These freaks of nature that are neither fish, worm nor eel have survived for 360 million years, have long snake-like bodies and a sucker mouth adorned with sharp teeth worthy of any Hollywood sci-fi movie.
Many of the parasites feed by sucking the blood of fish, attaching to their prey with a suction disk and teeth. The Portuguese prefer to eat them cooked in their own blood.
At this time of year, for some communities on Portugal's northern rivers, lampreys are big business. They also make their way onto menus at top-notch Lisbon restaurants.
Between January and April, when sea lampreys move up river from the sea to spawn, fishermen head to the northern rivers while cities stage festivals dedicated solely to the creature.
In the small village of Montemor-o-Velho, with a population of about 3 000, the annual lamprey festival draws 30 000 visitors over two weekends. Around 2 500 lampreys are cooked and served.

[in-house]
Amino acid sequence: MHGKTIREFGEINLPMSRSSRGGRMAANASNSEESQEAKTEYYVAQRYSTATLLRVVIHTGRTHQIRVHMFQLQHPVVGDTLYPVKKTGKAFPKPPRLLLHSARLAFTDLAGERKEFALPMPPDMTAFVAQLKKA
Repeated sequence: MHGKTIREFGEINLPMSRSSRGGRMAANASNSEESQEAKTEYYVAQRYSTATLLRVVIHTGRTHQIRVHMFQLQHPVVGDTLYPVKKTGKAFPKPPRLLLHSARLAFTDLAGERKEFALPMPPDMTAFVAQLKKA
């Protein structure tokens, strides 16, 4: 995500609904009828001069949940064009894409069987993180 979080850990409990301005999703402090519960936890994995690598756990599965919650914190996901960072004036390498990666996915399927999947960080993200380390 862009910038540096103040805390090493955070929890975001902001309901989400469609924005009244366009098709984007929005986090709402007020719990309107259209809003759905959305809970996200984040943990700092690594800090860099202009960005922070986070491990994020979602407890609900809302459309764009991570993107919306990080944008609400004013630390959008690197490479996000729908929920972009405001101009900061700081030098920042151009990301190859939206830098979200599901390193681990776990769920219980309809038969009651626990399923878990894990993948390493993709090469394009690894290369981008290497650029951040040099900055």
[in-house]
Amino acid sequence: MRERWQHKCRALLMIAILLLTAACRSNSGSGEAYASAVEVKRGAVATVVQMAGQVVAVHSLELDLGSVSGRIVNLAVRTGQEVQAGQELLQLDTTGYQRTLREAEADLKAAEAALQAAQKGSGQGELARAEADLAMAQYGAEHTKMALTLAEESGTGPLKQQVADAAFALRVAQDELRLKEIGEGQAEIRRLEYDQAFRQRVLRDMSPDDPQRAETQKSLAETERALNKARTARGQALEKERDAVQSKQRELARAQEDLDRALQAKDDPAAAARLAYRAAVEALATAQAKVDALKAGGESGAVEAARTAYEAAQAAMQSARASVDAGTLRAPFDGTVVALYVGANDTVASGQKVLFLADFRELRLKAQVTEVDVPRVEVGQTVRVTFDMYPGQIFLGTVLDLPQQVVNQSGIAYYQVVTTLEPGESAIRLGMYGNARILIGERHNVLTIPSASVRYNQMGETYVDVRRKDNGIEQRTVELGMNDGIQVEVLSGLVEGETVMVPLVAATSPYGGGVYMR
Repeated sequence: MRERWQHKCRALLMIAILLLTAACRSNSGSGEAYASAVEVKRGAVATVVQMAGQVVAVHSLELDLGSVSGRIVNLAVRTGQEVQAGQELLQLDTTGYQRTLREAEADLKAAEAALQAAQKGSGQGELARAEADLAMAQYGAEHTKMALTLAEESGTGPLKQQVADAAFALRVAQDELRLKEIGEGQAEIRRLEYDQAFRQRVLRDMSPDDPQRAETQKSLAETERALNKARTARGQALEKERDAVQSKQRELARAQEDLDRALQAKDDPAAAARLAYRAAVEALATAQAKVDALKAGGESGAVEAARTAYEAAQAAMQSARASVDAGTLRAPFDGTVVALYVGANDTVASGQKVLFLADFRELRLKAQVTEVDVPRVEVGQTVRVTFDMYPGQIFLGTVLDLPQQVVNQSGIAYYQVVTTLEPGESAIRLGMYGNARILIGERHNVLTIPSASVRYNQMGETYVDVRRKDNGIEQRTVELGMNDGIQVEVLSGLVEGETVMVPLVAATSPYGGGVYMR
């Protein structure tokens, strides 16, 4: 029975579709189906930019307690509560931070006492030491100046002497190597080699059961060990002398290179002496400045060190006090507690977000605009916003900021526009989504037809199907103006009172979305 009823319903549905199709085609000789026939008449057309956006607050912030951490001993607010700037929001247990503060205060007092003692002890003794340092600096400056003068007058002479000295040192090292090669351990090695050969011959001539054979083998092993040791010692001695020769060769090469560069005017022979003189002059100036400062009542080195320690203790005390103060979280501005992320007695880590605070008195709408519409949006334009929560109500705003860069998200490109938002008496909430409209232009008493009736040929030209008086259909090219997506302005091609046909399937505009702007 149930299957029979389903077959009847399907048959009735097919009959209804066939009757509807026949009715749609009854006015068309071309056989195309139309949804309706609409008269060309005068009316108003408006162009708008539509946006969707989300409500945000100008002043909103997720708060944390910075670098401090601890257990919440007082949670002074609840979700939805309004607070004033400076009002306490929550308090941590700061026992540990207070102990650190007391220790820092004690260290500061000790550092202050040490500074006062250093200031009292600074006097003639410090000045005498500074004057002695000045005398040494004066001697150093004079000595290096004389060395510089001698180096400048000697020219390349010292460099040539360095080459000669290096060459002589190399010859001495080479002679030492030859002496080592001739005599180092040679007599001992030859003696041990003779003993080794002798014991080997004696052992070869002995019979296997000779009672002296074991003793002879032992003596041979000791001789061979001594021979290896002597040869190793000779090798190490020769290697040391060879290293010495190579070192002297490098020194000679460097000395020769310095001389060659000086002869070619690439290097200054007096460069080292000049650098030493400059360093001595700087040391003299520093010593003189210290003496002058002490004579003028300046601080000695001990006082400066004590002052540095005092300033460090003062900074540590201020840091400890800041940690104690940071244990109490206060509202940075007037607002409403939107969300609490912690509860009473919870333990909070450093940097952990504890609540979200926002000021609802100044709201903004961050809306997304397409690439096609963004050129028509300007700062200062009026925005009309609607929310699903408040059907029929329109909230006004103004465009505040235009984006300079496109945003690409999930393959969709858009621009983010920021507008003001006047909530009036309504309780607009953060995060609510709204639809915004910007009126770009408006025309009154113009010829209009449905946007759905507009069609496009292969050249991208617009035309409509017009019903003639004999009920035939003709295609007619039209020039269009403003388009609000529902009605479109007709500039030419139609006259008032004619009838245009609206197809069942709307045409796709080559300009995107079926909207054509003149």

"We have a big area of influence, we get visitors from all over the place. Yesterday I met people who travelled more than 400 km from the south of the country," said Luis Leal, Mayor of Montemor-o-Velho.
But the gastronomic feasts may be tempered this year by the falling lamprey population, which has been affected by the building of dams and pollution. The National Institute of Conservation classifies the species as "vulnerable", estimating there were only 100 000 lampreys in Portuguese rivers in 2006.
The shortages have left many Portuguese restaurants with no choice but to import lampreys from France.
In the United States and Canada, dwindling lamprey populations would probably be welcome, where they are considered a pest which threatens the trout population of the Great Lakes.
But in Portugal they are cooked in at least 10 different ways. The most common is the lamprey stew, made with lumps of lamprey boiled in its own blood and mixed with rice.
"They look rather different when they sit on a plate with rice," said Martinho, grinning as a lamprey twirled in the bottom of his boat with a hissing sound.